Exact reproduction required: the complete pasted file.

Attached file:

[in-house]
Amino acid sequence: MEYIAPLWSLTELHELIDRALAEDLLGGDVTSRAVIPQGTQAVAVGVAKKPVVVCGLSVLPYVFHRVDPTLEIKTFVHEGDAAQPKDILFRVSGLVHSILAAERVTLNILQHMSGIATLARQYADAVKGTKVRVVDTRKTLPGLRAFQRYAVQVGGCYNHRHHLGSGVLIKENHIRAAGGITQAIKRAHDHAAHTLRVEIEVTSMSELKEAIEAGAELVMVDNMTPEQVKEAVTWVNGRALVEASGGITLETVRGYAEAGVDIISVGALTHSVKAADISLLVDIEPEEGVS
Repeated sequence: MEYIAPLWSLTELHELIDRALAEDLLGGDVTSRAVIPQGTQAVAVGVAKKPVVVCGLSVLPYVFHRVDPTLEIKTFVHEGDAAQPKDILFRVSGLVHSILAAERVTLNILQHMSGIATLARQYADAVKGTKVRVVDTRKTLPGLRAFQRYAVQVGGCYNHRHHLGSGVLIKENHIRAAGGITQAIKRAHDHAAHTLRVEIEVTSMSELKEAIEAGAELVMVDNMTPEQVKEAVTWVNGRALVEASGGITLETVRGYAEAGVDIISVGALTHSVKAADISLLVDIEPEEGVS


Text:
[in-house]
Amino acid sequence: MEYIAPLWSLTELHELIDRALAEDLLGGDVTSRAVIPQGTQAVAVGVAKKPVVVCGLSVLPYVFHRVDPTLEIKTFVHEGDAAQPKDILFRVSGLVHSILAAERVTLNILQHMSGIATLARQYADAVKGTKVRVVDTRKTLPGLRAFQRYAVQVGGCYNHRHHLGSGVLIKENHIRAAGGITQAIKRAHDHAAHTLRVEIEVTSMSELKEAIEAGAELVMVDNMTPEQVKEAVTWVNGRALVEASGGITLETVRGYAEAGVDIISVGALTHSVKAADISLLVDIEPEEGVS
Repeated sequence: MEYIAPLWSLTELHELIDRALAEDLLGGDVTSRAVIPQGTQAVAVGVAKKPVVVCGLSVLPYVFHRVDPTLEIKTFVHEGDAAQPKDILFRVSGLVHSILAAERVTLNILQHMSGIATLARQYADAVKGTKVRVVDTRKTLPGLRAFQRYAVQVGGCYNHRHHLGSGVLIKENHIRAAGGITQAIKRAHDHAAHTLRVEIEVTSMSELKEAIEAGAELVMVDNMTPEQVKEAVTWVNGRALVEASGGITLETVRGYAEAGVDIISVGALTHSVKAADISLLVDIEPEEGVS